the relaxation of H-1B immigration quotas as an "innovation" issue, not the exploitation of a global labor market to depress wages, claims UC Davis computer science professor Norman Matloff. He attempts to present a quantitative case to demonstrate that foreign skilled-worker visas don't go to genius inventors but to average, entry-level employees, in a paper for the Center for Immigration Studies. But his methodology is flawed, and a racial undercurrent bubbles beneath the surface of his argument.
Matloff compared the ratio of the prevailing wage for positions to be filled by H-1B applicants and the wages paid to accepted immigrants, which he calls the "Talent Measure," or TM. For instance, under H-1B rules, applying companies must state a prevailing wage for the position they are trying to fill and prove that they can't find qualified American employees to work for that much. Companies must then pay accepted applicants at least that wage. So by definition, an H-1B immigrant will have a TM of 1.0.
Matloff's thesis rests on the idea that truly innovative workers would have a higher TM, as the competition for their talents should reward them accordingly if they are truly above-average applicants in the talent pool. To bolster his argument, he points to the disparity between the TM scores of Indian (1.01) and Chinese (1.05) applicants to those of Canada (1.12) and Germany (1.14).
Applicants from Asian countries are not necessarily more or less innovative than applicants from North America and Western Europe — but they are often willing to work for less than what Americans would consider for the same position. One of the ways that companies game the system is by stating a lowball prevailing wage, and then when no qualified citizens apply because the salary isn't competitive, it's easier for the company to demonstrate to officials that the market is demanding more foreign tech workers than the local labor pool can supply.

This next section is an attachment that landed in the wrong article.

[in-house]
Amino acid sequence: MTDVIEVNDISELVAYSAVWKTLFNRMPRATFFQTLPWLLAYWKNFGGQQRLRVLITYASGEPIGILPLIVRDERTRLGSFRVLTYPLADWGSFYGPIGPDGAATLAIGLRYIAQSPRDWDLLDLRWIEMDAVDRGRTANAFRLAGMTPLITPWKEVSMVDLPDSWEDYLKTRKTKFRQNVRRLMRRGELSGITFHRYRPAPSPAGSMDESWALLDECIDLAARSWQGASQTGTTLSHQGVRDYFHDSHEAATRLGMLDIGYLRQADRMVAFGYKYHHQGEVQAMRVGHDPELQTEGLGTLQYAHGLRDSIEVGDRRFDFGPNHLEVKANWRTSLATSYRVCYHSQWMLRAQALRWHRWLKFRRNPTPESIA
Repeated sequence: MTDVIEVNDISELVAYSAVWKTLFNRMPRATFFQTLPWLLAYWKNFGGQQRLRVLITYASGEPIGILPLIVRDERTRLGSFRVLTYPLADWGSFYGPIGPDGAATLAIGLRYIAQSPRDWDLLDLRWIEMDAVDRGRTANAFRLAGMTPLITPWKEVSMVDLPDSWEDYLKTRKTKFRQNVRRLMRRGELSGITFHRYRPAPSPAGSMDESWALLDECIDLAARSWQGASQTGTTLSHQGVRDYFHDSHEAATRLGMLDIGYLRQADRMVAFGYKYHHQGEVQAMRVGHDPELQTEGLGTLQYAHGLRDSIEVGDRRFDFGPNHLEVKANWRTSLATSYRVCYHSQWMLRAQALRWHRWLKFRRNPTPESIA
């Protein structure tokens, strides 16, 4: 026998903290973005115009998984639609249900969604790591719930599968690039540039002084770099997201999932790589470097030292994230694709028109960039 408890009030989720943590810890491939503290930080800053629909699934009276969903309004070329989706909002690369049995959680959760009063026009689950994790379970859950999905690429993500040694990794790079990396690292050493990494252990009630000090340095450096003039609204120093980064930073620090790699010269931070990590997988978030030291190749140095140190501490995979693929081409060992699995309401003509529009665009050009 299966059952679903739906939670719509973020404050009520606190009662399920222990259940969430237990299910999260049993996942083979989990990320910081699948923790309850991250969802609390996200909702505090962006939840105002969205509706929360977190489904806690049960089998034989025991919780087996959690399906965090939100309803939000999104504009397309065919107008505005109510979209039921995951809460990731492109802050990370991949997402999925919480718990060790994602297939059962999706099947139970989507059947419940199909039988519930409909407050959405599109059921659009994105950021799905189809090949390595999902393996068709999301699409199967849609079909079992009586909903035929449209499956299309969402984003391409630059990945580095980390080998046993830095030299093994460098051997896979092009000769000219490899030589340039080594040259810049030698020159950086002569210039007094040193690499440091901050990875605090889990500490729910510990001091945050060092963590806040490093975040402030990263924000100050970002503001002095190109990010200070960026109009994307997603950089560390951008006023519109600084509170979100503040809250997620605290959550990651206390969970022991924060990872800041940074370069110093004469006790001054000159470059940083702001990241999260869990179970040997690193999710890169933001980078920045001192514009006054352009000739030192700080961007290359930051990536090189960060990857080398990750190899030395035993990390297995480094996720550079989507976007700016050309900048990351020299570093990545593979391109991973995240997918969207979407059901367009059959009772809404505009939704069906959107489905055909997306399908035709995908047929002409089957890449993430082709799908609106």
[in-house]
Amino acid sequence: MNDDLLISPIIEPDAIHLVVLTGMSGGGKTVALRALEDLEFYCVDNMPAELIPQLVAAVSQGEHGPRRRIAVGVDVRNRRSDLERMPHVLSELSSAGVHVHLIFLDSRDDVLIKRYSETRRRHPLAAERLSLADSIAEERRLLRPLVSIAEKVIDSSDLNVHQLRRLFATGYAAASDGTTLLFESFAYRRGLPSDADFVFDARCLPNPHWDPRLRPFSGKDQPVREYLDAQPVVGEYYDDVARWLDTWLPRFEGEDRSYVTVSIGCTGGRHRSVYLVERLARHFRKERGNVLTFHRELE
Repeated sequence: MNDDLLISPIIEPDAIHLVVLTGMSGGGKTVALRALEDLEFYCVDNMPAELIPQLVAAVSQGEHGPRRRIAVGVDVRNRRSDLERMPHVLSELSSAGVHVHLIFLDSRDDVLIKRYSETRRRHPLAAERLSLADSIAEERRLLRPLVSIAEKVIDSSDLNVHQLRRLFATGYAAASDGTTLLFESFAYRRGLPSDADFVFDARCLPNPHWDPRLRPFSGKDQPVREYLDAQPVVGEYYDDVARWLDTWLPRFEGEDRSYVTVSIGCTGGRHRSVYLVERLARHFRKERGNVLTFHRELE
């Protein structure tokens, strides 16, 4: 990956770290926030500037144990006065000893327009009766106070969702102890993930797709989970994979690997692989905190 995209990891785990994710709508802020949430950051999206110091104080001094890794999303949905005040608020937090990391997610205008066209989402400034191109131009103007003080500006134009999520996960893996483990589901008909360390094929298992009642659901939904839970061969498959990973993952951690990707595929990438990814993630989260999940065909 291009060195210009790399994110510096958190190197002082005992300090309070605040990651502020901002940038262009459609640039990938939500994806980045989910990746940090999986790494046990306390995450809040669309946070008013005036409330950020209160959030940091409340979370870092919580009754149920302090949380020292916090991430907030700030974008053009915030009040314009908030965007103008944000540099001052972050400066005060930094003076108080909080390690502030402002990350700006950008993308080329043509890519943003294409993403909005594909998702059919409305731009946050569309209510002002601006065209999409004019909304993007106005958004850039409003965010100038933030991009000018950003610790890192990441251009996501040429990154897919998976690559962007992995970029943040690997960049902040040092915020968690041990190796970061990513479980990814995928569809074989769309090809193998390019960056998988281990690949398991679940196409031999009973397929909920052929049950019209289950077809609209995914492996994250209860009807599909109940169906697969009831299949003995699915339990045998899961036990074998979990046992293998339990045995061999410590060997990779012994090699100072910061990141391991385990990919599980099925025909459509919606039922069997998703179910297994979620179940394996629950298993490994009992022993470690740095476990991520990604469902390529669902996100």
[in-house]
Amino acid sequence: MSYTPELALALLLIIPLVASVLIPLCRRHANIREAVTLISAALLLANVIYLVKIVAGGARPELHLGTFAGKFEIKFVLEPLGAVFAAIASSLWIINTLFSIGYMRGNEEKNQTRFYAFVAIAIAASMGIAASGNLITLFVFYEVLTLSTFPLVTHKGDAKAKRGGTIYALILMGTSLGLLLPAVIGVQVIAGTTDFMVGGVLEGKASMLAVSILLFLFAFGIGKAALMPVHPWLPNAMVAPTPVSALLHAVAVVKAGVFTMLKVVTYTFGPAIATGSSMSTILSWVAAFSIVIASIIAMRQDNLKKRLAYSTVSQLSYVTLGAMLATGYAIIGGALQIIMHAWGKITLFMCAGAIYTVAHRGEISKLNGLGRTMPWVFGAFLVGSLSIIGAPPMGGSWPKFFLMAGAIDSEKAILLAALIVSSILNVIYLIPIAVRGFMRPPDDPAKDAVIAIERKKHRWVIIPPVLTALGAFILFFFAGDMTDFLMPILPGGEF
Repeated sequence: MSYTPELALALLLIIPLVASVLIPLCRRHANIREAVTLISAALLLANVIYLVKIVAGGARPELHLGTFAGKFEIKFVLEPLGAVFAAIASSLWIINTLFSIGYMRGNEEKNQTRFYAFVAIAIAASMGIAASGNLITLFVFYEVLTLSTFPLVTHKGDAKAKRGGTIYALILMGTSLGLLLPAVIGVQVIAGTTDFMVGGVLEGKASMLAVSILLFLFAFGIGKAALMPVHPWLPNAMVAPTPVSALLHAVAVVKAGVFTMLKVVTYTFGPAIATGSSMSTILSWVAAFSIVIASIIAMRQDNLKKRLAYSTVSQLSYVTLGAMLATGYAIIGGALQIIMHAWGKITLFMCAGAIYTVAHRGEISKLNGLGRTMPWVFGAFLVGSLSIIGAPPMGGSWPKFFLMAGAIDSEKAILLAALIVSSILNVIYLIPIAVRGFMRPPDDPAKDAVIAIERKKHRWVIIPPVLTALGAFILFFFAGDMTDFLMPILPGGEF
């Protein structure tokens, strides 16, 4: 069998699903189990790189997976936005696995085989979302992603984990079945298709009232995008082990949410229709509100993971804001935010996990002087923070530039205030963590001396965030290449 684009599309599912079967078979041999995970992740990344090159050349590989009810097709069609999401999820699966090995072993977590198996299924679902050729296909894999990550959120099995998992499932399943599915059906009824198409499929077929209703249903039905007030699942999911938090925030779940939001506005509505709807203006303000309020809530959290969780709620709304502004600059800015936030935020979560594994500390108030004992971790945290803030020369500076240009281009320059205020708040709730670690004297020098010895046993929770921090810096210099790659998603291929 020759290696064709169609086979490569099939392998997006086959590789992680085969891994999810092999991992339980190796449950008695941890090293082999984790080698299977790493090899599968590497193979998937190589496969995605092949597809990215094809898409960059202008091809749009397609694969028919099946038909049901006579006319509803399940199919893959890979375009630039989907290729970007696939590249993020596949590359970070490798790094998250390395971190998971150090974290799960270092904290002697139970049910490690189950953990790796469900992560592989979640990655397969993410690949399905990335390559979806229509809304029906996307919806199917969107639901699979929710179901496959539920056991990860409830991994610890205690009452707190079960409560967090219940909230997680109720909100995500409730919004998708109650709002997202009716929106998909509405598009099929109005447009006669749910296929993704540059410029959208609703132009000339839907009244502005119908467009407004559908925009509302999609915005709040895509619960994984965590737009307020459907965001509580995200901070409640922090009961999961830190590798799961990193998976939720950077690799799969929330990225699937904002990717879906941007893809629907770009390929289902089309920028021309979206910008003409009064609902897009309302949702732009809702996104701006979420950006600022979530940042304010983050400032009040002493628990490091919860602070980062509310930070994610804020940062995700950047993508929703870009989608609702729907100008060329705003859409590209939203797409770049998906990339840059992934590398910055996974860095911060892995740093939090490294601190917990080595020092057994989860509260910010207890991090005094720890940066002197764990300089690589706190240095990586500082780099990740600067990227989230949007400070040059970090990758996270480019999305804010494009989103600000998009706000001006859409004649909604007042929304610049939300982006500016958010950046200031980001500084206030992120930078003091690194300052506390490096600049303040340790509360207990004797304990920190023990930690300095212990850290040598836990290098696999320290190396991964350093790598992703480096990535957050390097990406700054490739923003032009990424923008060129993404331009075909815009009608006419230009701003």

Where the paper veers off into latent racism is in Matloff's presentation of H-1B supporter arguments that suggest the American education system isn't producing enough science and math specialists — what he calls the "Johnnie can't do math" argument.
Even though it was mainly "Johnnie," rather than Arvind or Qing-Ling, who originally developed the computer industry, and even though all major East Asian governments have lamented their educational systems' stifling of creativity, the lobbyists have convinced Congress that the industry needs foreign workers from Asia in order to innovate.
It's hard to take the rest of the paper seriously after that conclusion, which reminds me of anti-immigrant bias from the 19th century nativist movement. Rather than play on stereotypes, why not just state the obvious — the tech industry wants more visas because they pit labor from developing economies against first-world pay scales? That seems more accurate, and less noisome. (Photo from UC Davis)